Masterpieces stolen in Verona heist found in Ukraine

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Masterpieces stolen in Verona heist found in Ukraine
The works were taken from the Castelvecchio museum in Verona, pictured. Photo: Matthew Roberts/Flick

Paintings including masterpieces by Rubens and Tintoretto that were stolen from a Verona museum last year have been found in Ukraine, Italy's culture minister said on Wednesday.


"It is a great day," the minister, Dario Franceschini, said in a statement. "The artworks will soon be back in the Castelvecchio (museum) in Verona."

The recovery of the 17 paintings, which had a combined estimated value of €15 million euros ($16 million) follows the arrest in March of 12 suspected members or accomplices of a Moldovan gang which the Italian authorities believe carried out the heist in November 2015.
Franceschini thanked the Ukrainian authorities for their help in tracing the art works which Italian media reported had been stolen to order for a buyer based in Chechnya.
Ukrainian President Petro Porochenko said the recovery of the paintings was a sign to the world that "Ukraine is starting to effectively combat smuggling, including smuggling of artworks, but also to combat corruption."
Verona's mayor also voiced his delight.
"We are breathing an enormous sigh of relief and we are very happy because it is an important piece of Verona that is to be returned to the citizens of the city and the whole world," Flavio Tosi said.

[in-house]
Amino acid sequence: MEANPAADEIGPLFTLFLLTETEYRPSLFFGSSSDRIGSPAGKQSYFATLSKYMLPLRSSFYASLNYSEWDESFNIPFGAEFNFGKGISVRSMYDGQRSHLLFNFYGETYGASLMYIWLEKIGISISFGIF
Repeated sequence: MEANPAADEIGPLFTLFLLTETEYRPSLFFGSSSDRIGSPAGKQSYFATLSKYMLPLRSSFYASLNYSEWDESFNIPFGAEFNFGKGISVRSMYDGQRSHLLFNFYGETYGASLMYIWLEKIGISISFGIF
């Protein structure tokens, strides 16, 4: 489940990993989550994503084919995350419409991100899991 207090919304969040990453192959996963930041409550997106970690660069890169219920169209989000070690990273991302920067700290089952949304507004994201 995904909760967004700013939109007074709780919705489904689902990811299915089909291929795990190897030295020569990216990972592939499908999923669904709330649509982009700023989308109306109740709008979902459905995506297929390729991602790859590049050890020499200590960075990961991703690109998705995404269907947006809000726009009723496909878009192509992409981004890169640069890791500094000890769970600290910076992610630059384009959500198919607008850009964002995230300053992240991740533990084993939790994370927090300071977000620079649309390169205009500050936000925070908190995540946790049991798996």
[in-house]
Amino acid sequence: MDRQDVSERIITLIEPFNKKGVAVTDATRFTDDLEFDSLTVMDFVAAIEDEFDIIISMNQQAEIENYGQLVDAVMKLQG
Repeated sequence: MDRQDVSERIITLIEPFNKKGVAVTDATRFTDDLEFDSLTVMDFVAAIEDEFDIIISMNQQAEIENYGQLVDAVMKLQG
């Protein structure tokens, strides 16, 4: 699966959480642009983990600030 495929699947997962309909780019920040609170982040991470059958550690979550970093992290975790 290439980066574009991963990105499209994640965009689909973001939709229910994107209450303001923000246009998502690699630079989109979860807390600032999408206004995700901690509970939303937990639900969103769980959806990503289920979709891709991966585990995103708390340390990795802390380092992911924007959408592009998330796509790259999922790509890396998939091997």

At the time of the robbery, police said it appeared the works had been stolen 'to order' for a private collector, given the difficulty anyone would have in selling on works by such well-known artists.
Three masked men entered the 14th century building at the evening change of guard, slipping in after the museum had been emptied but before its state-of-the-art security system had been put into overnight mode.
 A security guard and another member of staff were tied up before the pictures were taken.
The guard was one of the suspects arrested, along with his brother and the brother's Moldovan girlfriend, who is suspected of having alerted the robbers to the potential to pull off the audacious heist.
The thieves' haul included "Portrait of a Lady" by Flemish Baroque painter Peter Paul Rubens and "Male Portrait" by Venetian artist Tintoretto, as well as works by Pisanello, Jacopo Bellini, Giovanni Francesco Caroto and Hans de Jode.
Another acclaimed work, "The Conversion of Saul", by Italian Renaissance painter Guilio Licinio, was damaged during the robbery but has since been successfully restored.


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